The Ocean Freight Industry and its Massive Ships

Supply chain challenges have dominated news stories during the second half of 2021.  These problems have been blamed on the global pandemic, staff shortages at ports, logistical failures, manufacturing delays, shortages of cargo containers, and more.

The enormity of the ocean freight transport industry is not often discussed or reported on, yet global economies rely on ocean freight for a significant portion of trade goods they import and export.  Ocean freight, in terms of total weight or tonnage, accounts for nearly 90% of world trade.

MSC Regulus container ship Trinity Terminal, Port of Felixstowe, Suffolk, England, UK. Photo: Geography Photos/UIG

The ocean freight industry relies on the abilities of ports to efficiently unload cargo from freighters to their docks and then onwards to their intended destinations.  Cargo is often shipped in containers, which have a standard size of 20 feet in length.

Ports measure their activity on how many containers they process.  For example, the largest port in the world, China’s Port of Shanghai, processes more than 42 million TEU’s annually.  TEU’s (Twenty-foot Equivalent Units) are used to determine cargo and merchandise capacities, selecting container types for specific shipments, and for calculating port activity.

Singapore. Elevated view of the Pasir Panjang Container Terminal. Photo: Ken Welsh/UCG/UIG

Fifteen of the busiest twenty ports in the world are located in Asia, and nine of those are in China.  The locations of these massive ports underscore the manufacturing dominance of many Asian countries.

A container ship unloading at the port of Felixstowe. Photo: Dibs McCallum/Loop Images/UIG

These ports have increasingly needed to improve their efficiencies and upgrade equipment and technologies in order to keep pace with the ever-increasing size of the massive containerships.  The largest containership currently roaming the world’s seas is the HMM Algeciras which is 399.9 meters in length (1,312 feet) and has a 24,000 TEU capacity.  In comparison, the largest containership at the beginning of the 21st century was the Sovereign class of ship, featuring a capacity of 8,000 TEU’s.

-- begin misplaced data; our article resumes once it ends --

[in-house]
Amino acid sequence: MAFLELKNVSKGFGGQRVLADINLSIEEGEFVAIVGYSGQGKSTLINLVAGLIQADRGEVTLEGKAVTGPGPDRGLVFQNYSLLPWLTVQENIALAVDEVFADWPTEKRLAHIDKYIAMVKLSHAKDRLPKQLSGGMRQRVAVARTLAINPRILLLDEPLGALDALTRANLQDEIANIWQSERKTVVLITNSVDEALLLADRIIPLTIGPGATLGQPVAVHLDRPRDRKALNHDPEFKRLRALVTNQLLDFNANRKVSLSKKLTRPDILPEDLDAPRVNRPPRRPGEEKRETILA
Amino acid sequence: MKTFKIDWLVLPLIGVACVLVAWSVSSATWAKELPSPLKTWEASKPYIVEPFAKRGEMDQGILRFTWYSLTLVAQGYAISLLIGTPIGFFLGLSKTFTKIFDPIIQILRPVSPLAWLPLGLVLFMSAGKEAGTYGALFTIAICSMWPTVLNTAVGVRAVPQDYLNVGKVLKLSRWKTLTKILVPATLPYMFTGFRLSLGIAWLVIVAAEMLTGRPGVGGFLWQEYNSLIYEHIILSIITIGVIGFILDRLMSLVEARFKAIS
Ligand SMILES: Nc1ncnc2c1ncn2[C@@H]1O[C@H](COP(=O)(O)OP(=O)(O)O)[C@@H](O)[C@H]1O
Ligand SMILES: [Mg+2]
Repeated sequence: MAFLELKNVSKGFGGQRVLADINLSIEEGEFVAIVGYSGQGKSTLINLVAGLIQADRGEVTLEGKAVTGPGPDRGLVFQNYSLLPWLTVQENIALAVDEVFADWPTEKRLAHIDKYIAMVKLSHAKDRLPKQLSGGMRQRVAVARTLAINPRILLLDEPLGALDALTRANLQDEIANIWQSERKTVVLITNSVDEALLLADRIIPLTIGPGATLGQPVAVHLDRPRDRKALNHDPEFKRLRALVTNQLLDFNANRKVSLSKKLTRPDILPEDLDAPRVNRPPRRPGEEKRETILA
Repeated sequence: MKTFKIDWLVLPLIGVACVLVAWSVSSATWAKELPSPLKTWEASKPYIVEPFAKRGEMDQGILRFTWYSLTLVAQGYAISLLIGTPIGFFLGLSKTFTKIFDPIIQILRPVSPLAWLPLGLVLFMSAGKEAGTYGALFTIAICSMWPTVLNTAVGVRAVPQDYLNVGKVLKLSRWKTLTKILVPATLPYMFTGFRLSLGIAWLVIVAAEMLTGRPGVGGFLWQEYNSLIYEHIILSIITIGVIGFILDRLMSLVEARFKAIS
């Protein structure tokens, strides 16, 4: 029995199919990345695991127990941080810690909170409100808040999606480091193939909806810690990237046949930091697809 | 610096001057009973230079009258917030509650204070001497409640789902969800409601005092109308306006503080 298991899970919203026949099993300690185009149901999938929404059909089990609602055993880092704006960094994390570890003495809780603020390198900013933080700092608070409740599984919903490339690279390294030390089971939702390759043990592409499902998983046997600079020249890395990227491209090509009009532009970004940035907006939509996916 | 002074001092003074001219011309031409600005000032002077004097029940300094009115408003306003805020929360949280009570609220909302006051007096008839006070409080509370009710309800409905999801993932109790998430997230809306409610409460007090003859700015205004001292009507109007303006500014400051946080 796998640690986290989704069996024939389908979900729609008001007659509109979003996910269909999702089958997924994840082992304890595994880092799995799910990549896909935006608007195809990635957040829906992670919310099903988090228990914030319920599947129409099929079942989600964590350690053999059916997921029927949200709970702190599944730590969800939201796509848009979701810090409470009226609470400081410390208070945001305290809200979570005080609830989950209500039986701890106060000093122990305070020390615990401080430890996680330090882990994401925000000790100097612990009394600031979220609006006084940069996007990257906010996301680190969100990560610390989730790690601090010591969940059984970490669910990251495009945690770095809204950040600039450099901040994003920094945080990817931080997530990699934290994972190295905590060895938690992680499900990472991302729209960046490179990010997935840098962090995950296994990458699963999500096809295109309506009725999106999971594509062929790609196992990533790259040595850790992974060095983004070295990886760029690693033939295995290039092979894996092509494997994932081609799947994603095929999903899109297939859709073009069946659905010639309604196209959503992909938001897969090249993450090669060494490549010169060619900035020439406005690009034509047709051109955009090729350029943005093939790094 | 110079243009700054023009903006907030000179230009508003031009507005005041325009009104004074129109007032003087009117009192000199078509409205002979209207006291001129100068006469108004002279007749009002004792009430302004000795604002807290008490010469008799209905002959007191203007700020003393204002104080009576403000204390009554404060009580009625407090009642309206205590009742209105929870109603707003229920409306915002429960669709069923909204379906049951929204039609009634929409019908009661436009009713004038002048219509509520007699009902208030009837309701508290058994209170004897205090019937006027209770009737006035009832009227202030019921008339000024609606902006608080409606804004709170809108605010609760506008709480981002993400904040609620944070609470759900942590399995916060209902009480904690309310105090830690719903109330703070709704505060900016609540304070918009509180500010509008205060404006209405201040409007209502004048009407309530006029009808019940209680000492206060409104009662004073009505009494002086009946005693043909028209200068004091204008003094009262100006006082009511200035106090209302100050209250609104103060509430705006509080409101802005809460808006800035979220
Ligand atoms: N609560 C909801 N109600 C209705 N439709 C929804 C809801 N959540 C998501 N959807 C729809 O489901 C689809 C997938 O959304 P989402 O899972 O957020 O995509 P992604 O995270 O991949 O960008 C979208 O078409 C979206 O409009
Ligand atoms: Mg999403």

Port of Southampton, England, UK. A container carrier ship approaching the port of Southampton. Photo: Peter Titmuss/UCG/UIG

View along the Suez Canal in Egypt, from the bridge of a container ship, 2006. Photo: Universal History Archive/UIG

The increasing size of containerships not only affects ports but also major shipping waterways such as the Panama Canal and the Suez Canal.  The blockage of the Suez Canal during March, 2021 was caused by the grounding of the Ever Given, a 20,000 TEU container ship.

Courier Delivery Person during Covid 19. Photo: Peter Titmuss/UCG/UIG

With so much of the world’s goods shipped via containerships, there’s a good chance some of your holiday presents, the car you drive, and even the ingredients in your next meal made their way to you thanks to the ocean freight industry.

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